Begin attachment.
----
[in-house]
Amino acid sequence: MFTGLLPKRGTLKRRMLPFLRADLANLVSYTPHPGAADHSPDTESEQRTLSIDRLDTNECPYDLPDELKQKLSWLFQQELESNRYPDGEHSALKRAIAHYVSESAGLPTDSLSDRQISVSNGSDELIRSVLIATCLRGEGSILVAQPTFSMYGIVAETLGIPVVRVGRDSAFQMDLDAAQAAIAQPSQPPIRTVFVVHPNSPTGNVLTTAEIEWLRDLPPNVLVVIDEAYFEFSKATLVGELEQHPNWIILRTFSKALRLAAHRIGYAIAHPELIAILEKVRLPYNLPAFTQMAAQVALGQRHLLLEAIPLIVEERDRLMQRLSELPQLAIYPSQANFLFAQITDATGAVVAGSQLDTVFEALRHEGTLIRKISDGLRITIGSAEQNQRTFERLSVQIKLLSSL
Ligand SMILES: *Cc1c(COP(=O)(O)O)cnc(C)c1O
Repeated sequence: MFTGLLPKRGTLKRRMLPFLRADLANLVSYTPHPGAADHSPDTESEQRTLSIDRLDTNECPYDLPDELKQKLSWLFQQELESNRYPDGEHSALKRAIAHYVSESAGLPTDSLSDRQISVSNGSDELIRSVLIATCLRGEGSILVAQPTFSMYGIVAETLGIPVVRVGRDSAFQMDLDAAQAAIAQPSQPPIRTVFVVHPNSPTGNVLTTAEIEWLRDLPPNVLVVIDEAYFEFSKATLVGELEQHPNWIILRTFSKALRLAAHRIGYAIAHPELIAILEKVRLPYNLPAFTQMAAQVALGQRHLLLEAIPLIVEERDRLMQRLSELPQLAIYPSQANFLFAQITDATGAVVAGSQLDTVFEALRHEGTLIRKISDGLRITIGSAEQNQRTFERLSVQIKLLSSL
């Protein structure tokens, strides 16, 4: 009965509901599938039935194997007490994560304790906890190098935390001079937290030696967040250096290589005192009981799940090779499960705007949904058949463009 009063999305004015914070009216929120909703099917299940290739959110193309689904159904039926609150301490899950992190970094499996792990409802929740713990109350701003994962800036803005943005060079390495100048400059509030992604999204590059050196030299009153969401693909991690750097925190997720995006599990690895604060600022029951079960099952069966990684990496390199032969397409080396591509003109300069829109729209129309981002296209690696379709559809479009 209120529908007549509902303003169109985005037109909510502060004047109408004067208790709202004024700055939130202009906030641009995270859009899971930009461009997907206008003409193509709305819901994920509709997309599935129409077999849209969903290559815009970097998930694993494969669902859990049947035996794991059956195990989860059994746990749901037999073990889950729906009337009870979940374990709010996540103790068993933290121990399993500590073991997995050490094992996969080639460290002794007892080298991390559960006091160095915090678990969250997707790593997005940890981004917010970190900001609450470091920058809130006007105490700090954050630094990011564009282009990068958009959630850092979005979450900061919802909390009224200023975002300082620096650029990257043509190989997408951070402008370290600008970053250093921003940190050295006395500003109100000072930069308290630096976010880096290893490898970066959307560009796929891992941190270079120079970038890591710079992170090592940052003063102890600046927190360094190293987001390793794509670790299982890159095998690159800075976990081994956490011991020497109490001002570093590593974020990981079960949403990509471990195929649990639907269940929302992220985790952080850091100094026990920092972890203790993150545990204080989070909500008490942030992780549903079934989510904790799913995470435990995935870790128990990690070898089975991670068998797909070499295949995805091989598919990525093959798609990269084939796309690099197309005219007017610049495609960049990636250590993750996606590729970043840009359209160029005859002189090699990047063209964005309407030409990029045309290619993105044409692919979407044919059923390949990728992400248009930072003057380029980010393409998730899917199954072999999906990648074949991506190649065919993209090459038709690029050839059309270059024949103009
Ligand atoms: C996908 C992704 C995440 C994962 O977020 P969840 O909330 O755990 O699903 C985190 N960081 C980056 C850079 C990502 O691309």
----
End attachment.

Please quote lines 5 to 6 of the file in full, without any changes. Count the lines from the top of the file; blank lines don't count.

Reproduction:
């Protein structure tokens, strides 16, 4: 009965509901599938039935194997007490994560304790906890190098935390001079937290030696967040250096290589005192009981799940090779499960705007949904058949463009 009063999305004015914070009216929120909703099917299940290739959110193309689904159904039926609150301490899950992190970094499996792990409802929740713990109350701003994962800036803005943005060079390495100048400059509030992604999204590059050196030299009153969401693909991690750097925190997720995006599990690895604060600022029951079960099952069966990684990496390199032969397409080396591509003109300069829109729209129309981002296209690696379709559809479009 209120529908007549509902303003169109985005037109909510502060004047109408004067208790709202004024700055939130202009906030641009995270859009899971930009461009997907206008003409193509709305819901994920509709997309599935129409077999849209969903290559815009970097998930694993494969669902859990049947035996794991059956195990989860059994746990749901037999073990889950729906009337009870979940374990709010996540103790068993933290121990399993500590073991997995050490094992996969080639460290002794007892080298991390559960006091160095915090678990969250997707790593997005940890981004917010970190900001609450470091920058809130006007105490700090954050630094990011564009282009990068958009959630850092979005979450900061919802909390009224200023975002300082620096650029990257043509190989997408951070402008370290600008970053250093921003940190050295006395500003109100000072930069308290630096976010880096290893490898970066959307560009796929891992941190270079120079970038890591710079992170090592940052003063102890600046927190360094190293987001390793794509670790299982890159095998690159800075976990081994956490011991020497109490001002570093590593974020990981079960949403990509471990195929649990639907269940929302992220985790952080850091100094026990920092972890203790993150545990204080989070909500008490942030992780549903079934989510904790799913995470435990995935870790128990990690070898089975991670068998797909070499295949995805091989598919990525093959798609990269084939796309690099197309005219007017610049495609960049990636250590993750996606590729970043840009359209160029005859002189090699990047063209964005309407030409990029045309290619993105044409692919979407044919059923390949990728992400248009930072003057380029980010393409998730899917199954072999999906990648074949991506190649065919993209090459038709690029050839059309270059024949103009
Ligand atoms: C996908 C992704 C995440 C994962 O977020 P969840 O909330 O755990 O699903 C985190 N960081 C980056 C850079 C990502 O691309």